‘Te Kākano’ literally means ‘the seed’ and is used in this instance to indicate the beginning of a series of ongoing cultural portal projects.
Te Kākano: A gift on behalf of the Nation
The New Zealand Māori Arts and Crafts Institute - Te Puia, is creating a 10 metre (32.8 ft) carving as a gift to China. Once completed, the carving will act as a cultural portal between the two countries. It will be an enduring symbol of cultural respect from the people of New Zealand to the people of China.
This carving is now centre stage at the entrance to the New Zealand Pavilion at the 2010 World Expo in Shanghai and will be completed onsite at the Expo by Te Puia’s carvers. The World Expo, the biggest in world history, was opened on the 1st May and runs until the 31st October. The completed carving will be gifted on behalf of the Nation by New Zealand’s Prime Minister, the Hon John Key, to Chinese officials on 9 July 2010.
Te Kākano: The concept
This concept has been designed using two traditional forms; the waka maumahara (canoe cenotaph) and the waharoa (traditional gateway). The carving has been developed in two main pieces which will be lashed together using a haumi join (traditional canoe join).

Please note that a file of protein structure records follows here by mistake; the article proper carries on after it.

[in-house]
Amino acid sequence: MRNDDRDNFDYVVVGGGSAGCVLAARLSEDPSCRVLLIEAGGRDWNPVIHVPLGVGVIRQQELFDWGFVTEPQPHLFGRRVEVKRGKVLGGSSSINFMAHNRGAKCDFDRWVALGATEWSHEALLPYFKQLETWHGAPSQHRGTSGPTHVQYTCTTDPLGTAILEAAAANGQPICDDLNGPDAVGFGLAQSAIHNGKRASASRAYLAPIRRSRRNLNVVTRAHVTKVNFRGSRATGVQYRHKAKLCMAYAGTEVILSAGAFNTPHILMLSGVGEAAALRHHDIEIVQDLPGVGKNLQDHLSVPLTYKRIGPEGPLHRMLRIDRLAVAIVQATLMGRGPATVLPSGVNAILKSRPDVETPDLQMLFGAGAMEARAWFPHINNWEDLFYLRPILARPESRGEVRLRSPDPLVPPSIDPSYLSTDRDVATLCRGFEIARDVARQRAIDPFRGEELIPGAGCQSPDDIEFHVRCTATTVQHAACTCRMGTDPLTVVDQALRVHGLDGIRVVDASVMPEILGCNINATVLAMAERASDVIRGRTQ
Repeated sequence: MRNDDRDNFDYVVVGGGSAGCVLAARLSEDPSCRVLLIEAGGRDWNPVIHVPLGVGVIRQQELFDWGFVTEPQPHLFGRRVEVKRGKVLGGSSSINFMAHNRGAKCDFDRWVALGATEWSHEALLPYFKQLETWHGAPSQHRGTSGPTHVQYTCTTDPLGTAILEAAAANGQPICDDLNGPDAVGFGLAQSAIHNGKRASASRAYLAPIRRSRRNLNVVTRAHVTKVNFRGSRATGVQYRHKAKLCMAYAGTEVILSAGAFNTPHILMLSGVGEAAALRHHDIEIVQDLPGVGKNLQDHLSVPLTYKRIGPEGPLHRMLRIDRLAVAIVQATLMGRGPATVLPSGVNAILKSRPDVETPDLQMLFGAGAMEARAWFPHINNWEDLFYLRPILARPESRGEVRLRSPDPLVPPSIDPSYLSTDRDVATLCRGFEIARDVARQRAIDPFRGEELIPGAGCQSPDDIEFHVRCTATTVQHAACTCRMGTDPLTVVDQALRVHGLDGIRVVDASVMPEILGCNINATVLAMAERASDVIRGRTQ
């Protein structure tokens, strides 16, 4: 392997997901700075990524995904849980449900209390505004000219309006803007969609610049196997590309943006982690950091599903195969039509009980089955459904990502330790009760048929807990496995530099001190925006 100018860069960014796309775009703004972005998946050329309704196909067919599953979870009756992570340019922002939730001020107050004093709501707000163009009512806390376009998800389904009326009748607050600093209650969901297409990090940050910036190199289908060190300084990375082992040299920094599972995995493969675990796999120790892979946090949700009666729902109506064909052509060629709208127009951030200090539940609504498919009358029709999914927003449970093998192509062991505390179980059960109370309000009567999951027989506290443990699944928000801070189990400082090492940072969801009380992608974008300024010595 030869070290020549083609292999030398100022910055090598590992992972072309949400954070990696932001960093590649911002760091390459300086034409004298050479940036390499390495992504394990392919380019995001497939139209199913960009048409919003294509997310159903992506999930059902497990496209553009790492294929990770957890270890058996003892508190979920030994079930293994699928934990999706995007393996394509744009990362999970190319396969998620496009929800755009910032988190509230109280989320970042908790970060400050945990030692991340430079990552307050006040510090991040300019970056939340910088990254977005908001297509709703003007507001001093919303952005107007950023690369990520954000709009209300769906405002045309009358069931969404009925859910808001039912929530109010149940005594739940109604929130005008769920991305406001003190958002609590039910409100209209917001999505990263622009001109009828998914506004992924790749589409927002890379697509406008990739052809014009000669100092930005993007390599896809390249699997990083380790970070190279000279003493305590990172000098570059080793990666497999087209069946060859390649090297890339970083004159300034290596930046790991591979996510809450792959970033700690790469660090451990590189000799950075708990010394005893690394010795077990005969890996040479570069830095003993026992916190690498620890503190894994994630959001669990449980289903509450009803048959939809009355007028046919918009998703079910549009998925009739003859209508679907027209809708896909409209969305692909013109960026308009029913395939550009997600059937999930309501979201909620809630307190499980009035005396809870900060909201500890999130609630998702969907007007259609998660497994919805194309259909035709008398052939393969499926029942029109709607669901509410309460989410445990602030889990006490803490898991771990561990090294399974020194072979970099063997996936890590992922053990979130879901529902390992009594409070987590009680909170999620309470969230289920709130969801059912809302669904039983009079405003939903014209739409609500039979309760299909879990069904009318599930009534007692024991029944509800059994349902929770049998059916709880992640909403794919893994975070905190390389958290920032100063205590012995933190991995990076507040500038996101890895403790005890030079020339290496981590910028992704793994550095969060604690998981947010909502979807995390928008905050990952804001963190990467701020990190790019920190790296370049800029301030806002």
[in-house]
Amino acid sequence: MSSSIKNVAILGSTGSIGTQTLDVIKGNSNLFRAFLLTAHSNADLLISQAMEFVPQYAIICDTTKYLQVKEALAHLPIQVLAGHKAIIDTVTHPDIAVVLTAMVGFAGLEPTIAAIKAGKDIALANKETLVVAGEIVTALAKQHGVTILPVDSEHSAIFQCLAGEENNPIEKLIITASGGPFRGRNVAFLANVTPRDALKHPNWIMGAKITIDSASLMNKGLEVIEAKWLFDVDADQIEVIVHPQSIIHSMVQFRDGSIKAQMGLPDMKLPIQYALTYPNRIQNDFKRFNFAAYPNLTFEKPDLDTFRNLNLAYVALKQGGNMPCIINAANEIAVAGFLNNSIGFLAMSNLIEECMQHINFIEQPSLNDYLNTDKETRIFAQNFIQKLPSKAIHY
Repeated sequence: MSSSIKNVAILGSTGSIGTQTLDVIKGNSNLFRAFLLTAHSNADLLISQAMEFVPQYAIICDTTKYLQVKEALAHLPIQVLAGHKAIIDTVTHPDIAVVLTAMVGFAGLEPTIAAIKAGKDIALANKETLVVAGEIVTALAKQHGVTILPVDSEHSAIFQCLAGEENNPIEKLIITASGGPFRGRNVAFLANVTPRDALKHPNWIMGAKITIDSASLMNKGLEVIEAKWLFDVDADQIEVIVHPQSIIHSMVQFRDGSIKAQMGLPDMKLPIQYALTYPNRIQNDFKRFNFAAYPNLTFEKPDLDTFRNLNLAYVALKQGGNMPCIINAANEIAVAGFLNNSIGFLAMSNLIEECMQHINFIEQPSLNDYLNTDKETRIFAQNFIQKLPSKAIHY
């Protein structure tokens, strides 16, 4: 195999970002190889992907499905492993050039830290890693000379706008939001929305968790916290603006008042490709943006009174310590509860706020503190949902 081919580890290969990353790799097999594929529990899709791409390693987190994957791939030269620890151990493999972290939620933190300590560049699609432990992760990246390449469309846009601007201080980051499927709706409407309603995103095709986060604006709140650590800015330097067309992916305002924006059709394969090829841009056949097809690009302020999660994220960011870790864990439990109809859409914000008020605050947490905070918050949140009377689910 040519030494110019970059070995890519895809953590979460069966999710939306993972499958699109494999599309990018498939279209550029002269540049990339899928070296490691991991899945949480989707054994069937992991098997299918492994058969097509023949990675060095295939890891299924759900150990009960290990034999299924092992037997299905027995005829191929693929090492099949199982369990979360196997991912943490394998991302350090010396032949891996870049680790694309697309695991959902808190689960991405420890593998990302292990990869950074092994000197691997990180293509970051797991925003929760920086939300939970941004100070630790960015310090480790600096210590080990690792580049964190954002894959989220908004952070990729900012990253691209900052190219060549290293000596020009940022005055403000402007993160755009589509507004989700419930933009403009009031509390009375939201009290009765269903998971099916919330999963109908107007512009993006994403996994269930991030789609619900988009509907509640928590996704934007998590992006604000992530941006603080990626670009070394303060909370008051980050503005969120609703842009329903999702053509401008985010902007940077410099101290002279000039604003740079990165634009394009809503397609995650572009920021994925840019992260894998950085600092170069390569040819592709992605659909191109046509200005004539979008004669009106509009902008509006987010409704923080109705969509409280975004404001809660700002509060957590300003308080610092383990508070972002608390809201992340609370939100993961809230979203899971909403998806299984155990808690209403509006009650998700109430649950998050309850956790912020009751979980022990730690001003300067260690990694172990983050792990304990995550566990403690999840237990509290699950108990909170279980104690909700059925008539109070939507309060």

The waka maumahara is a customary monument reserved to memorialise high-ranking chiefs following their deaths. In this instance the cenotaph’s purpose is to memorialise the relationship between New Zealand and China.
The waharoa, while literally an entrance way, is a threshold between two distinct environments. In traditional terms the waharoa was a portal between two separate groups - the group within the pā and a visiting group. The waharoa in this context symbolises a relationship pathway between the two nations.
Te Kākano: The Kauri
The Kauri (Agathis australis) log selected for this project came from a swamp in Northland New Zealand and is approximately 3,500 years old. The log weighed between twenty and thirty tonnes and was approximately 3 metres in diameter. The waka form was shaped in Doubtless Bay by the internationally renowned canoe builder and navigator, Hekenukumai Busby (Te Rārawa, Ngati Kahu).